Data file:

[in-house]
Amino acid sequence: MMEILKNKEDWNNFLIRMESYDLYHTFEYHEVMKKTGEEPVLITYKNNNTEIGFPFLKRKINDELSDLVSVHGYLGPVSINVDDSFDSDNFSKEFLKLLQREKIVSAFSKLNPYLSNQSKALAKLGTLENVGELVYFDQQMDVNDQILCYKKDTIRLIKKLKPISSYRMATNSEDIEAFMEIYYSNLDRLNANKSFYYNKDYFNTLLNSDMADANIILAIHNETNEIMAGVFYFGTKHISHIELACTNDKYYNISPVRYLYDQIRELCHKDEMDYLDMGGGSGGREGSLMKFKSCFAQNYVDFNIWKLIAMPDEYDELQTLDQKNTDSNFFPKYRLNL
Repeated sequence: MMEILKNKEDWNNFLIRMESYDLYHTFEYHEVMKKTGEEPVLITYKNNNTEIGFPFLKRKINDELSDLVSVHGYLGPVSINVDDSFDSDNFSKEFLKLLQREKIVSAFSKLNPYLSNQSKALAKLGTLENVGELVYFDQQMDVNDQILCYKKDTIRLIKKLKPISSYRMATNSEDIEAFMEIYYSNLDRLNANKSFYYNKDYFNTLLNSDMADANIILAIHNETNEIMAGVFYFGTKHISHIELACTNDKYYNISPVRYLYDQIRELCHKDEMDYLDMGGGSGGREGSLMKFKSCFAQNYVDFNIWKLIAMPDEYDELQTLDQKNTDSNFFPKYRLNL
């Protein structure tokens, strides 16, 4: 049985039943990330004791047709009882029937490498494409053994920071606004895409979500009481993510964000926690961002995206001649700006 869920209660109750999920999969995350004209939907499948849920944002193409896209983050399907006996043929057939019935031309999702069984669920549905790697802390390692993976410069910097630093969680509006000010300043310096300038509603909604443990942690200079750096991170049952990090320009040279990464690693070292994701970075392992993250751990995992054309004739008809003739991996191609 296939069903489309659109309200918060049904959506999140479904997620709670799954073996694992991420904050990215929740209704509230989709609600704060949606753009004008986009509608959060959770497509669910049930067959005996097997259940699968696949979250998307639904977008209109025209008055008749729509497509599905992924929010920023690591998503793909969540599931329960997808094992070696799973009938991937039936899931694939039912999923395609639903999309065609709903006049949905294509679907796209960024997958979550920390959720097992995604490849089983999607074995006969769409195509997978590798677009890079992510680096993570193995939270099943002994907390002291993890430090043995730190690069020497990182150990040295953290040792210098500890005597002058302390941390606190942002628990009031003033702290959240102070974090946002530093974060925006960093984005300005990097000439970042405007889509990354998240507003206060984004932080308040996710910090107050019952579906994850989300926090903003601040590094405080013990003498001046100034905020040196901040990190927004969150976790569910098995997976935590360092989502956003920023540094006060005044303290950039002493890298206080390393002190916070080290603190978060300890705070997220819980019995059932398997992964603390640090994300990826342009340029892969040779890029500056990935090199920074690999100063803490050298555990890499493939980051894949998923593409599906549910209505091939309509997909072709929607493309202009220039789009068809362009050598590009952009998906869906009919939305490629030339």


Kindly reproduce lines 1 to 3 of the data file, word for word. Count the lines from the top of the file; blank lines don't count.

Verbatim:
[in-house]
Amino acid sequence: MMEILKNKEDWNNFLIRMESYDLYHTFEYHEVMKKTGEEPVLITYKNNNTEIGFPFLKRKINDELSDLVSVHGYLGPVSINVDDSFDSDNFSKEFLKLLQREKIVSAFSKLNPYLSNQSKALAKLGTLENVGELVYFDQQMDVNDQILCYKKDTIRLIKKLKPISSYRMATNSEDIEAFMEIYYSNLDRLNANKSFYYNKDYFNTLLNSDMADANIILAIHNETNEIMAGVFYFGTKHISHIELACTNDKYYNISPVRYLYDQIRELCHKDEMDYLDMGGGSGGREGSLMKFKSCFAQNYVDFNIWKLIAMPDEYDELQTLDQKNTDSNFFPKYRLNL
Repeated sequence: MMEILKNKEDWNNFLIRMESYDLYHTFEYHEVMKKTGEEPVLITYKNNNTEIGFPFLKRKINDELSDLVSVHGYLGPVSINVDDSFDSDNFSKEFLKLLQREKIVSAFSKLNPYLSNQSKALAKLGTLENVGELVYFDQQMDVNDQILCYKKDTIRLIKKLKPISSYRMATNSEDIEAFMEIYYSNLDRLNANKSFYYNKDYFNTLLNSDMADANIILAIHNETNEIMAGVFYFGTKHISHIELACTNDKYYNISPVRYLYDQIRELCHKDEMDYLDMGGGSGGREGSLMKFKSCFAQNYVDFNIWKLIAMPDEYDELQTLDQKNTDSNFFPKYRLNL